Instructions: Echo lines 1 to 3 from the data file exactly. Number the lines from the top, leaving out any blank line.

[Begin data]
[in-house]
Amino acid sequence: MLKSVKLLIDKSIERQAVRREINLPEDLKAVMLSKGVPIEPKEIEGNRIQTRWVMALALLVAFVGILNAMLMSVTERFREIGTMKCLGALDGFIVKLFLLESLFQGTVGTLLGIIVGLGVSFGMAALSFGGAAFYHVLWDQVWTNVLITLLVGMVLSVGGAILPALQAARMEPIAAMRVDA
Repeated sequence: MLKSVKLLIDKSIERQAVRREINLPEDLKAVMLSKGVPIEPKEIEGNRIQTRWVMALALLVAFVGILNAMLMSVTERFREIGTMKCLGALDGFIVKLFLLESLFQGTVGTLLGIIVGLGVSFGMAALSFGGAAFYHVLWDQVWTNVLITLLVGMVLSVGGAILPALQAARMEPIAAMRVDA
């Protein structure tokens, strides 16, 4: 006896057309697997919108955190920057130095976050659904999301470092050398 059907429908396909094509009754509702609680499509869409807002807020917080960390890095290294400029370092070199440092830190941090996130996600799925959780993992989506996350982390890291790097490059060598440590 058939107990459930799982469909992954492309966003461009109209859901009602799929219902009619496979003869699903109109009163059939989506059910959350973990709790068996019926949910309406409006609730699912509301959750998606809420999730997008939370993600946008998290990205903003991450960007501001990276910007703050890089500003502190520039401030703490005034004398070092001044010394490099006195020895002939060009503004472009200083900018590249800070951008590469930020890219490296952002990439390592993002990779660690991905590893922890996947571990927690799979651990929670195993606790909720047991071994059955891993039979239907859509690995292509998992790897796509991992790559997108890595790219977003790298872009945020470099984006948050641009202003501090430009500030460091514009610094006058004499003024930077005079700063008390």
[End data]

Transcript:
[in-house]
Amino acid sequence: MLKSVKLLIDKSIERQAVRREINLPEDLKAVMLSKGVPIEPKEIEGNRIQTRWVMALALLVAFVGILNAMLMSVTERFREIGTMKCLGALDGFIVKLFLLESLFQGTVGTLLGIIVGLGVSFGMAALSFGGAAFYHVLWDQVWTNVLITLLVGMVLSVGGAILPALQAARMEPIAAMRVDA
Repeated sequence: MLKSVKLLIDKSIERQAVRREINLPEDLKAVMLSKGVPIEPKEIEGNRIQTRWVMALALLVAFVGILNAMLMSVTERFREIGTMKCLGALDGFIVKLFLLESLFQGTVGTLLGIIVGLGVSFGMAALSFGGAAFYHVLWDQVWTNVLITLLVGMVLSVGGAILPALQAARMEPIAAMRVDA